[sourcecode language=”csharp”]using System;

namespace QuickLearn.WCF.Client
{
class Program
{
static void Main(string[] args)
{
var client = new IOServiceReference.WcfService_QuickLearn_BizTalk_ProcessClient("BasicHttpBinding_ITwoWayAsync",
"http://localhost:81/Sample/IOService.svc");

var response = client.ProcessMessage(new IOServiceReference.InOutRequest()
{
Contents = "Hello"
});

Console.WriteLine(response.Contents);
Console.ReadLine();
}
}
}[/sourcecode]

 

In the code above, the only moderately odd thing that I did was to use an overload of the client constructor that included an endpoint address. The reason for that was so I could more easily demonstrate the only change necessary as we switch to the WCF-BasicHttpRelay adapter.

To the Cloud

Since my client code is currently working and happy, I am ready to move this to the cloud. I am actually going to maintain my local endpoint (Receive Location) as well and simply add another Receive Location that will open the relay. The configuration of this one will be a little bit different, and certainly more involved.

NOTE: Before you continue, please be sure that you have read part 1.

I’m going to re-use my Azure Service Bus namespace from last week (though I have a new key for this week). I will start by creating a new receive location, selecting the WCF-BasicHttpRelay adapter, and then opening the adapter configuration. The first thing I am prompted for is the listen URI for the endpoint. This URI must incorporate my Service Bus Namespace, and should also add some identifier for the service after:

RelayEP_Config

The only other page of the configuration that I must visit is the Security page. This is where I get to determine if the client needs to provide some sort of authentication information in order to invoke the service, if the existence of the service is going to be discoverable by hitting the root of the namespace, and this is also where I set the authentication details for the access control service – so that BizTalk can prove to Azure that it can listen at that address and receive messages.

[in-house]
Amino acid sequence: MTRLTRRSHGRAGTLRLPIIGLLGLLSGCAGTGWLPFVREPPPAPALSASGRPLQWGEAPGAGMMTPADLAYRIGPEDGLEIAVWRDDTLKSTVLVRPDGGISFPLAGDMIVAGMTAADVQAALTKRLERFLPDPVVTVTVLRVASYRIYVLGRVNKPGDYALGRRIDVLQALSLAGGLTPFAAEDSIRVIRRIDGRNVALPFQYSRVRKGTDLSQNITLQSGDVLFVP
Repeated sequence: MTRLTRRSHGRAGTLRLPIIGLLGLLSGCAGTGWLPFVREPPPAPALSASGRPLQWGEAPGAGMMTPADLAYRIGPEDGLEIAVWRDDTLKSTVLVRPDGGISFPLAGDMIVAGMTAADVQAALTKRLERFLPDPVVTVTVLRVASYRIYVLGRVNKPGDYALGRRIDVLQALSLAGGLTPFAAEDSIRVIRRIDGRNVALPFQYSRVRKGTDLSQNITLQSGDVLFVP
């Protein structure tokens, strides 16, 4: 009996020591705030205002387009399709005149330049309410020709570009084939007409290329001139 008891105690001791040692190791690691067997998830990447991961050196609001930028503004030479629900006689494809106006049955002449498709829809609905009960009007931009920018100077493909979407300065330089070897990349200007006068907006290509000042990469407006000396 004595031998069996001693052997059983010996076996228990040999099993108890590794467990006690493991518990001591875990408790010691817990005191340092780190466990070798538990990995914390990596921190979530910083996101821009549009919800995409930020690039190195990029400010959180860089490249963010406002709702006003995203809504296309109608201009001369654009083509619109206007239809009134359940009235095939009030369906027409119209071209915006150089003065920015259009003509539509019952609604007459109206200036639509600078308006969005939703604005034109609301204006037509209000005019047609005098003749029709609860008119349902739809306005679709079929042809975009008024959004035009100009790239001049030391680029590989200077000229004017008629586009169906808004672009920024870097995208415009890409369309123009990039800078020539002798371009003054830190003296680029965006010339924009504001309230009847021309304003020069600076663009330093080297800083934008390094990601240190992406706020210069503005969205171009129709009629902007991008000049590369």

Since we don’t want to make changes to our client (other than the endpoint address), we will set the client authentication type to None. Then we need to click Edit under Access Control Service to bring up this dialog:

acs_credentials

In this dialog, we need to re-iterate our namespace (leaving the –sb suffix in-tact), and then then we also need to provide our super secret key which we can look up through the Azure Management Portal (see the previous post for details).

Once that is all in place, we’re set to Enable our Receive Location and then update the client to point to the relay.

Updating the Client

I mentioned before that we really only want to update the endpoint in the client. While this is true, the change of endpoint does (in this case) require a single simple change in configuration. The reason has nothing to do with the Service Bus Relay itself, but instead the change of scheme from http to https. An http address does not imply any security added in by the transport, it is just clear text over the wire. An https address, on the other hand, implies transport level security, as a result we need this small tweak to the otherwise auto-generated config file:

TransportSecurity

And then an update to our endpoint in code (everything else remains):

[sourcecode language=”csharp”]using System;

namespace QuickLearn.WCF.Client
{
class Program
{
static void Main(string[] args)
{
var client = new IOServiceReference.WcfService_QuickLearn_BizTalk_ProcessClient("BasicHttpBinding_ITwoWayAsync",
"https://uniquename.servicebus.windows.net/IOService/");

var response = client.ProcessMessage(new IOServiceReference.InOutRequest()
{
Contents = "Hello"
});

Console.WriteLine(response.Contents);
Console.ReadLine();
}
}
}[/sourcecode]

This gives us the very happy result:

consoleapp_result

Clearly this is one of the most robust, secure, and complex ways to write the word “World” out to the console.

The Take-away

The take-away here for the last two posts is that BizTalk Server 2013 gives you some new options for exposing select endpoints over the internet without touching firewall configuration, without involving IIS (if you don’t want to involve it), and without exposing the whole box out to the internet. All the while giving you the ability to work with clients that are aware of the setup (in the case of the NetTcpRelay) or are blissfully ignorant of the magic behind the scenes (in the case of the BasicHttpRelay).

One thought on “Publishing a WCF Service via Service Bus Relay in BizTalk Server 2013 (Part 2)

  1. Pingback: BizTalk Server 2013 New Features Series Index | QuickLearn Training Blog